Open Up: Data shows boys are not reaching out for help

PUBLISHED: 13:40 20 June 2019 | UPDATED: 14:47 20 June 2019

Will Hausrath, Childline coordinator and counsellor. Photo: Childline

Will Hausrath, Childline coordinator and counsellor. Photo: Childline


As part of the #EDPOpenUp campaign, Childline coordinator and counsellor Will Hausrath looks at the situation for boys struggling with their mental health.

Theresa May made a timely call to prioritise young people's mental health earlier this week, focussing on early intervention and support for teachers.

While spotting issues early is essential in preventing children from reaching crisis point, our research has also found that around 150 children a day are rejected by CAMHS in England with many others spending month after month on waiting lists.

Less than a third of children with a mental health problem are accessing treatment and support and a recent Children's Commissioner's report shows that in more than a third of the country spending on low-level services is decreasing.

With these fragmented services across the country, Childline plays an essential role in supporting children and young people with this issue with some children telling us we are their only source of help.

Last year, a quarter of all Childline counselling sessions were related to mental and emotional health while the number of young people we helped with issues around suicidal thoughts was at its highest-ever level.

Of 68,222 children contacting us about mental health in 2017/18, where the gender was known just 8,520 were boys. This highlights a real issue concerning boys not reaching out for help and talking about their mental health.

For this reason, Childline launched a Tough to Talk campaign targeted at boys and young men, encouraging them to speak out and get help if their struggling with their mental and emotional wellbeing.

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We created a video called Things Guys Don't Talk About to try to encourage boys to speak to someone if they are having suicidal thoughts and signposting them to the Childline website where there is lots of advice about dealing with these feelings.

And our one-to-one chat service makes it easier for young people to talk to a counsellor if they find it difficult to talk over the phone. It's the same service, with a real person, just behind the anonymity of a screen.

When councils in the East of England are spending the least in the country per child on low-level mental health services, which include support in schools, drop-in centres or online counselling, free confidential advice like that offered by Childline can become even more important.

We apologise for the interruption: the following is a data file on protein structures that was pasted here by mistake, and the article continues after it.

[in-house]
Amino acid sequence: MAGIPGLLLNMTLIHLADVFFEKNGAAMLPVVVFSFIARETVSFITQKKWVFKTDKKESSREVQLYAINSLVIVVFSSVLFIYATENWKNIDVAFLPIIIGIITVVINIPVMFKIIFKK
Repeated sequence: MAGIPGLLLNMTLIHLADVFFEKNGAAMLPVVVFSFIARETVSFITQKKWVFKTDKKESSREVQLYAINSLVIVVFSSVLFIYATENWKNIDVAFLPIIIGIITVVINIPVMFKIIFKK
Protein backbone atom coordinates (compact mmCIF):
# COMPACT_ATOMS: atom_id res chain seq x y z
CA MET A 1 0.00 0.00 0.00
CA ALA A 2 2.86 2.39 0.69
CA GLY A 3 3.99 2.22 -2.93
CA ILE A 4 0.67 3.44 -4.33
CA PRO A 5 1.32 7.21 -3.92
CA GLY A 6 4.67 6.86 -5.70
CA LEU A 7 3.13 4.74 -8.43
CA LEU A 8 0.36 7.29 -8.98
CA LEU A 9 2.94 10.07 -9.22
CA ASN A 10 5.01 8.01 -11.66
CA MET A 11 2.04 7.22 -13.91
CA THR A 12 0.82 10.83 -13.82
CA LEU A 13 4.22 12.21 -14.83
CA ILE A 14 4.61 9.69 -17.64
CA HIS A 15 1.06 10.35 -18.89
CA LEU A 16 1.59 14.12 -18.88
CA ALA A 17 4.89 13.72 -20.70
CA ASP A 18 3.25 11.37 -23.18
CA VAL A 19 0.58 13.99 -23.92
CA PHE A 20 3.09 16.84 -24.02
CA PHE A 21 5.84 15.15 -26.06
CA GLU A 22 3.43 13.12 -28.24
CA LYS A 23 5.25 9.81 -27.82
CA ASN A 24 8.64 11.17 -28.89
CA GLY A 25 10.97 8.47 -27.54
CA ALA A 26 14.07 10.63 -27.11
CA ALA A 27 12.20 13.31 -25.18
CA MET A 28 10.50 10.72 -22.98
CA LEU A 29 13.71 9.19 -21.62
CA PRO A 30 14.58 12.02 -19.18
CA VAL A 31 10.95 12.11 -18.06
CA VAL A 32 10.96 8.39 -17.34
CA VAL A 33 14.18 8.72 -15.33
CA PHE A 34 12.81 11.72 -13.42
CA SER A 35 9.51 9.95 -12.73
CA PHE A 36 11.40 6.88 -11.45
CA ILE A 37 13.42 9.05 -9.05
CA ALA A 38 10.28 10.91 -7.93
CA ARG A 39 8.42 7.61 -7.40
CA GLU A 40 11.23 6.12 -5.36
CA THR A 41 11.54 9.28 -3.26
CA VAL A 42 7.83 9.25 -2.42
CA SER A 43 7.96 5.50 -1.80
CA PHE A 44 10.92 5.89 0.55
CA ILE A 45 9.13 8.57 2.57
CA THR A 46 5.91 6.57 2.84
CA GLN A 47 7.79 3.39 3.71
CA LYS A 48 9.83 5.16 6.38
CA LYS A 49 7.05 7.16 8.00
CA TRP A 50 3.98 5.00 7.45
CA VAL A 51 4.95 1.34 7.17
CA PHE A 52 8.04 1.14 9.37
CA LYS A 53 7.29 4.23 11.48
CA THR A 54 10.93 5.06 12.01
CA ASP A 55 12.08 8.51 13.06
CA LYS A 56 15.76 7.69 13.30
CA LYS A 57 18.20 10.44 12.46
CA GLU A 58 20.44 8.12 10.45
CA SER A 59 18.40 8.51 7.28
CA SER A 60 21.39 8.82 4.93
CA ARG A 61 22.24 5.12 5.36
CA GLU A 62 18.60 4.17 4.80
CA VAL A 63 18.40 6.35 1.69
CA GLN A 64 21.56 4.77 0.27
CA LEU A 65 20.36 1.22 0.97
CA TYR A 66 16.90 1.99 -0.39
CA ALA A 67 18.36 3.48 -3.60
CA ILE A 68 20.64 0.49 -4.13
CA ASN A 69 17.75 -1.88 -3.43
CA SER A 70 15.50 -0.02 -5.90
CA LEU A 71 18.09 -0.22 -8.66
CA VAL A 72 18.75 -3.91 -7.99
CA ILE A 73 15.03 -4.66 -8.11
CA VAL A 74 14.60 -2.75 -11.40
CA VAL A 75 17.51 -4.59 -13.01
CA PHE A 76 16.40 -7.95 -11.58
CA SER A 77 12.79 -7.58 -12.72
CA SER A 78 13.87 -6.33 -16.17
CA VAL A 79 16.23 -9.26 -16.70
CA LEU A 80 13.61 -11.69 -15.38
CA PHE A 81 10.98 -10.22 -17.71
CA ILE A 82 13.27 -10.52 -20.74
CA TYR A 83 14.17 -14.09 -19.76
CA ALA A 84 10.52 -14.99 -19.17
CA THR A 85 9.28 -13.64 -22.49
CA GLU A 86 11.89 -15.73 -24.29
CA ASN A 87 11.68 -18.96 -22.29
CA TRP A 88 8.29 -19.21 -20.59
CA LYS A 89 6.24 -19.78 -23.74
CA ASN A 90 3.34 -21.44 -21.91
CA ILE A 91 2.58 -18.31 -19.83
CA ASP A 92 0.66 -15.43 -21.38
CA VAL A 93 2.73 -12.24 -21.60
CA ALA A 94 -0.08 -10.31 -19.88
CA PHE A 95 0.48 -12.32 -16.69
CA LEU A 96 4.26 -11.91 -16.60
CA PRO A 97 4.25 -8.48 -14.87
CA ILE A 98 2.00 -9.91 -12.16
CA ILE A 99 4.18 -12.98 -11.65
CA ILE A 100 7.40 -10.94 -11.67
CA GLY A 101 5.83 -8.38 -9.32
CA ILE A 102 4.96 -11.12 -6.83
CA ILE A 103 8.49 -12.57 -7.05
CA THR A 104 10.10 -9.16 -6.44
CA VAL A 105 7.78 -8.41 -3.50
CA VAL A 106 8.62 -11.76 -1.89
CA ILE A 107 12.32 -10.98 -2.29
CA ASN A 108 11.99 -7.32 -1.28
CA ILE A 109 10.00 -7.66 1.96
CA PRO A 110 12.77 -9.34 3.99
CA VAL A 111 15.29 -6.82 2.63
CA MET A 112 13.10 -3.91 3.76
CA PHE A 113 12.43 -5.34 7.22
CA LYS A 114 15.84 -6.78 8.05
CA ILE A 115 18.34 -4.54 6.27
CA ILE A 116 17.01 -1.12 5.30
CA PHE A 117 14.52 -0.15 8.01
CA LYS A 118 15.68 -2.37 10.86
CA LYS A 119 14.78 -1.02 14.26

Despite strained services it remains vitally important to prioritise the mental health of our young people and for adults to know what to do to help a young person who is struggling.

Adults may notice that children struggling with mental health issues have withdrawn from friends and family, have problems eating or sleeping, or have persistent low mood, irritability, anger or sadness.

If a young person opens up to you about their struggles, encourage them to make an appointment with their GP and let them know that NHS 111 is available out of hours to call at a time of crisis.

But if this is too daunting for them, or they don't know who to turn to, they can contact Childline, which is completely confidential. We're there - 24 hours a day, seven days a week - to listen to young people and suggest ideas to help their situations.

The Childline website includes sections on managing anxiety and getting through a tough time. These reassure young people that they are not alone and offer practical coping strategies which they can use straight away, such as writing down how they feel, doing breathing exercises and eating healthily. There are also helpful videos on the site as well as a messaging board where young people can share their experiences and get advice from others.

Importantly, if you think a young person is in immediate danger to themselves or others call 999 or take them to A&E.

Children and young people with any worries can contact Childline on 0800 1111 or, while adults concerned about a child can contact the NSPCC's free and confidential helpline on 0808 800 5000.

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